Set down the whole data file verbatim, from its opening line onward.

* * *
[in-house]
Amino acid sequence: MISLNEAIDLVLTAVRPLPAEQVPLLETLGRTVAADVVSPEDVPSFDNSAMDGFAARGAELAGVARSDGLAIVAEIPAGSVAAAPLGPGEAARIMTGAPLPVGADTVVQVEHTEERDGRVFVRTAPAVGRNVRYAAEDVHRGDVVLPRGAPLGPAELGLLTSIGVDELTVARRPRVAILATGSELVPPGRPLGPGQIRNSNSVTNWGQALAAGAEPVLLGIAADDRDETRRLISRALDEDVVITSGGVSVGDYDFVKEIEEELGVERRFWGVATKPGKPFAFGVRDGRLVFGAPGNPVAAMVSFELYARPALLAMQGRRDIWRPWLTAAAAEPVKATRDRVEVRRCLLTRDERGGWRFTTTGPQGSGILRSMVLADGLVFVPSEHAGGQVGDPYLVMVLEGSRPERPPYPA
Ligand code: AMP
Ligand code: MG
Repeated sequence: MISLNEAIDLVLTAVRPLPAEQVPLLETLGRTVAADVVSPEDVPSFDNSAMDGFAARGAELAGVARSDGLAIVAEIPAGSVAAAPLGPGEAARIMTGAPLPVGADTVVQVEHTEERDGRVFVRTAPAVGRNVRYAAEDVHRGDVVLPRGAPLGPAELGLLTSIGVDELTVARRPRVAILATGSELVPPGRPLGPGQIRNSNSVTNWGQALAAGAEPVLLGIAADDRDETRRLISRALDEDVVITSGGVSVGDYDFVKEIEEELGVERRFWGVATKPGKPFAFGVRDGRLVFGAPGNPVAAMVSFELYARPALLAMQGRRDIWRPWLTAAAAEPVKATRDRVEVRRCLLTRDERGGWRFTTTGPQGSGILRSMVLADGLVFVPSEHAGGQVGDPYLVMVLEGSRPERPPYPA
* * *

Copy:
[in-house]
Amino acid sequence: MISLNEAIDLVLTAVRPLPAEQVPLLETLGRTVAADVVSPEDVPSFDNSAMDGFAARGAELAGVARSDGLAIVAEIPAGSVAAAPLGPGEAARIMTGAPLPVGADTVVQVEHTEERDGRVFVRTAPAVGRNVRYAAEDVHRGDVVLPRGAPLGPAELGLLTSIGVDELTVARRPRVAILATGSELVPPGRPLGPGQIRNSNSVTNWGQALAAGAEPVLLGIAADDRDETRRLISRALDEDVVITSGGVSVGDYDFVKEIEEELGVERRFWGVATKPGKPFAFGVRDGRLVFGAPGNPVAAMVSFELYARPALLAMQGRRDIWRPWLTAAAAEPVKATRDRVEVRRCLLTRDERGGWRFTTTGPQGSGILRSMVLADGLVFVPSEHAGGQVGDPYLVMVLEGSRPERPPYPA
Ligand code: AMP
Ligand code: MG
Repeated sequence: MISLNEAIDLVLTAVRPLPAEQVPLLETLGRTVAADVVSPEDVPSFDNSAMDGFAARGAELAGVARSDGLAIVAEIPAGSVAAAPLGPGEAARIMTGAPLPVGADTVVQVEHTEERDGRVFVRTAPAVGRNVRYAAEDVHRGDVVLPRGAPLGPAELGLLTSIGVDELTVARRPRVAILATGSELVPPGRPLGPGQIRNSNSVTNWGQALAAGAEPVLLGIAADDRDETRRLISRALDEDVVITSGGVSVGDYDFVKEIEEELGVERRFWGVATKPGKPFAFGVRDGRLVFGAPGNPVAAMVSFELYARPALLAMQGRRDIWRPWLTAAAAEPVKATRDRVEVRRCLLTRDERGGWRFTTTGPQGSGILRSMVLADGLVFVPSEHAGGQVGDPYLVMVLEGSRPERPPYPA